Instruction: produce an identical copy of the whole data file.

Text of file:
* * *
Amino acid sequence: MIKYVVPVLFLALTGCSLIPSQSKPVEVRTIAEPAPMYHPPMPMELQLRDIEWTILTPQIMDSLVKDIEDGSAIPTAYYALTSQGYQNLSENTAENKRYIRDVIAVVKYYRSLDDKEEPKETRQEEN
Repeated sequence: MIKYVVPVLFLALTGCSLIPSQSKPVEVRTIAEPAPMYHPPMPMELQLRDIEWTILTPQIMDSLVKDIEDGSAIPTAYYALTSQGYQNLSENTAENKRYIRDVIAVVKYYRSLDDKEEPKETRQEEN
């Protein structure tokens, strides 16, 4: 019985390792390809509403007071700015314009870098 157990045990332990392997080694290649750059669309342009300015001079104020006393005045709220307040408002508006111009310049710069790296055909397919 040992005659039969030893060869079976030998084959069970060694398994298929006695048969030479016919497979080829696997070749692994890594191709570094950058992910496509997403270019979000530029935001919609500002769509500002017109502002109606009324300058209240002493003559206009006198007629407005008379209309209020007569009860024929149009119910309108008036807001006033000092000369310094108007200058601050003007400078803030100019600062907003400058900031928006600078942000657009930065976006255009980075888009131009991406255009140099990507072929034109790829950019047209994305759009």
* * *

Amino acid sequence: MIKYVVPVLFLALTGCSLIPSQSKPVEVRTIAEPAPMYHPPMPMELQLRDIEWTILTPQIMDSLVKDIEDGSAIPTAYYALTSQGYQNLSENTAENKRYIRDVIAVVKYYRSLDDKEEPKETRQEEN
Repeated sequence: MIKYVVPVLFLALTGCSLIPSQSKPVEVRTIAEPAPMYHPPMPMELQLRDIEWTILTPQIMDSLVKDIEDGSAIPTAYYALTSQGYQNLSENTAENKRYIRDVIAVVKYYRSLDDKEEPKETRQEEN
């Protein structure tokens, strides 16, 4: 019985390792390809509403007071700015314009870098 157990045990332990392997080694290649750059669309342009300015001079104020006393005045709220307040408002508006111009310049710069790296055909397919 040992005659039969030893060869079976030998084959069970060694398994298929006695048969030479016919497979080829696997070749692994890594191709570094950058992910496509997403270019979000530029935001919609500002769509500002017109502002109606009324300058209240002493003559206009006198007629407005008379209309209020007569009860024929149009119910309108008036807001006033000092000369310094108007200058601050003007400078803030100019600062907003400058900031928006600078942000657009930065976006255009980075888009131009991406255009140099990507072929034109790829950019047209994305759009």